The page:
Multi-modal neural models that are able to encode and process both visual and textual data are becoming more and more common in the last few years. Such models enable new ways to learn the interaction between vision and text, and thus can be successfully applied to tasks of varying complexity in the domain of image and text classification. However, such models are traditionally oriented to learn grounded properties of images and of the objects they depict and less suited to solve tasks involving subjective characteristics, such as the emotions they can convey in viewers. In this paper, we provide some insights in the performances of the recently released OpenAI CLIP model for an emotion classification task. We evaluate the model both under zero-shot settings and via fine tuning on an image-emotion dataset. We compare the performances of CLIP both in a zero-shot and fine-tuning setting on (i) a standard benchmark dataset for object recognition (ii) an image-emotion dataset. Moreover, we evaluate to which extent a CLIP model adapted to emotions is able to retain general knowledge and generalization capabilities.

Leveraging CLIP for Image Emotion Recognition

Alessandro Bondielli
Primo
Software
;
Lucia C. Passaro
Secondo
Supervision
2021

Abstract

Multi-modal neural models that are able to encode and process both visual and textual data are becoming more and more common in the last few years. Such models enable new ways to learn the interaction between vision and text, and thus can be successfully applied to tasks of varying complexity in the domain of image and text classification. However, such models are traditionally oriented to learn grounded properties of images and of the objects they depict and less suited to solve tasks involving subjective characteristics, such as the emotions they can convey in viewers. In this paper, we provide some insights in the performances of the recently released OpenAI CLIP model for an emotion classification task. We evaluate the model both under zero-shot settings and via fine tuning on an image-emotion dataset. We compare the performances of CLIP both in a zero-shot and fine-tuning setting on (i) a standard benchmark dataset for object recognition (ii) an image-emotion dataset. Moreover, we evaluate to which extent a CLIP model adapted to emotions is able to retain general knowledge and generalization capabilities.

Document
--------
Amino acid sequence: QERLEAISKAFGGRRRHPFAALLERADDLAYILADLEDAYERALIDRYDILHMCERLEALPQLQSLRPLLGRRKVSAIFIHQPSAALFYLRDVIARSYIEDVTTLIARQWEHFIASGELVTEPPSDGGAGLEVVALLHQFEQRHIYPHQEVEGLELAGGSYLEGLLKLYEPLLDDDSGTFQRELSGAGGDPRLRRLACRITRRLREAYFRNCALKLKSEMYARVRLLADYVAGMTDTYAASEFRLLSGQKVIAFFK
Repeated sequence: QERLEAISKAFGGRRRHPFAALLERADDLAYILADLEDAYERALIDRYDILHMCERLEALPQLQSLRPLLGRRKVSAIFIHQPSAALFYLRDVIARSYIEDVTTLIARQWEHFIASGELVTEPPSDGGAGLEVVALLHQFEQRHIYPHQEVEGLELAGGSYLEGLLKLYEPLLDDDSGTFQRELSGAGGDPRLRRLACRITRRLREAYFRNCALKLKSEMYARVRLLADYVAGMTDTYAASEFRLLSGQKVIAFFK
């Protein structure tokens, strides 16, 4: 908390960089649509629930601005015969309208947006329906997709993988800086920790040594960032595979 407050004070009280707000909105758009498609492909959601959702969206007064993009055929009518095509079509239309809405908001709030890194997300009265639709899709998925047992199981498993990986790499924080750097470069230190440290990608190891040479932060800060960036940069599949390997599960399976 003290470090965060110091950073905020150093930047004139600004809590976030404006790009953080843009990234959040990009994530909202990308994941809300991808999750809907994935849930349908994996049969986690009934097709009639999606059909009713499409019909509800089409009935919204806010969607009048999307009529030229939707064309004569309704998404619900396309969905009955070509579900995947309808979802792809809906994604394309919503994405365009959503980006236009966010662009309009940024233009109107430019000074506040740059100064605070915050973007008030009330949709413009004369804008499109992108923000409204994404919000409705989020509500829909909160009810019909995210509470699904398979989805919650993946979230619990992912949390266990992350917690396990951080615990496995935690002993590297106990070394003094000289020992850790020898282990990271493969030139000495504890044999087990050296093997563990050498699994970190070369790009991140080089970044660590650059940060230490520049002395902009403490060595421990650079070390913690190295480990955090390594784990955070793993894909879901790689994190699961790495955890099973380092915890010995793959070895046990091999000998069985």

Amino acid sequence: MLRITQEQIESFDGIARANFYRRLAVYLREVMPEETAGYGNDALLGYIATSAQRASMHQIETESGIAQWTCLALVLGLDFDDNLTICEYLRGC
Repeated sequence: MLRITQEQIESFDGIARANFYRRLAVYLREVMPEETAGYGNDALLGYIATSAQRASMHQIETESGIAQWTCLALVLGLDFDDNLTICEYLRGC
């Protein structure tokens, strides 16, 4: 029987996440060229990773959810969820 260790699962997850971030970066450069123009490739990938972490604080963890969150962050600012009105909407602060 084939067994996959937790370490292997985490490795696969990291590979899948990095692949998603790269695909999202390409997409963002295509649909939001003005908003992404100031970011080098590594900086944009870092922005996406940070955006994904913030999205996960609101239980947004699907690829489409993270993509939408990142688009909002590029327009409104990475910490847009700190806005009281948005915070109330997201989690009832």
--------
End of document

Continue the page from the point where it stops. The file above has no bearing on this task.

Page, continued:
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Utilizza questo identificativo per citare o creare un link a questo documento: http://hdl.handle.net/11568/1113566
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